An Impending Crisis in State Court Funding

Article excerpt

We need to begin a national discussion on how best to assure adequate and stable financing of courts, particularly in times of economic recession.

Our state courts have made enormous strides in recent times to improve the delivery of prompt, affordable, fair, and effective results to a society that relies heavily on its legal system. Judges and judicial systems have conceived and implemented innovations to better cope with drug offenses, illegal use of guns, family dissolutions, and case and jury management. We have learned how to make courts more user-friendly for self-represented people, and thus how to assure that justice is accessible for millions who might otherwise simply give up on the legal system. We know how to train judges to ensure procedural fairness and we know how to improve court technology. E-filing is no longer a fantasy.

But having good ideas isn't enough. In order to implement these innovations more broadly, adequate and stable funding is critically needed but is not available in too many states. This is an impending national crisis that demands strong state leadership and a concerted, thoughtful national debate.

From Hawaii to New York state budgets are hemorrhaging. According to the National Center for State Courts, a minimum of 14 states are projected to face up to a 10 percent budget reduction this coming year. The economy is in dire straits and that spells trouble for many courts. Twenty-nine states project a combined budgetary shortfall of $48 billion. Analysts in Texas, Missouri, and Washington, among others, are projecting budget deficits a little further down the road. One quick and easy "fix" is to cut appropriations to state courts. The courts that are not fully state funded are just as vulnerable because the projections of the fiscal crisis are equally bleak for counties.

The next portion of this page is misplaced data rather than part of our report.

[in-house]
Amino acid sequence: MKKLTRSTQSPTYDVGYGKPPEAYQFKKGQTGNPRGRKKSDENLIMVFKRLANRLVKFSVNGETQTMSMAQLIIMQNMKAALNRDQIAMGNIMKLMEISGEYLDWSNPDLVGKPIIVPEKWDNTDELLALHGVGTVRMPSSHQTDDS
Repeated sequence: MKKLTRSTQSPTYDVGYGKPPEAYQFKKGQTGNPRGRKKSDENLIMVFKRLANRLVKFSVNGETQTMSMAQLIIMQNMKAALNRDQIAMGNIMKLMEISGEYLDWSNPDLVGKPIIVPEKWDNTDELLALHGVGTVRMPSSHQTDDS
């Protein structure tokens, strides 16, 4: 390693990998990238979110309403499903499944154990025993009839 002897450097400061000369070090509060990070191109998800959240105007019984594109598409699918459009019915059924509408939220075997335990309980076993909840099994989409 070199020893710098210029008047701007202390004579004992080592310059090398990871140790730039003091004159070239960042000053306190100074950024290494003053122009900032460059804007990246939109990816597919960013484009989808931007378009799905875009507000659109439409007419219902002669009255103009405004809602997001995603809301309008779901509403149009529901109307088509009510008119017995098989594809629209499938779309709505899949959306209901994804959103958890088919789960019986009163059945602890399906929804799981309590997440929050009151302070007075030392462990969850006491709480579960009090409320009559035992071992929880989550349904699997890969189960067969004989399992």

Bad economic conditions put more strain on the courts. There are more debt collections. Unemployment, reduced bonuses, or lack of overtime lead responsible parents to seek adjustment to child support, and lead irresponsible parents to join the ranks of "deadbeat parents." This leads to more litigation. Economic stress will not destroy healthy marriages, but it can be the final straw that drives couples to divorce court. A decade ago family court judges divided assets. Today the fight is about dividing debt, which makes resolution even more problematic and litigious. What is driving the demise of Wall Street is the collapse of the housing market. Every one of those home foreclosures was processed through a state court, which has resulted in additional stress on court systems, and yet no additional resources have been made available for courts to cope with the extra burden.

The National Center for State Courts reports that 31 percent of the court administrators surveyed rated their state's current appropriations as inadequate and that was before any further budget reduction. …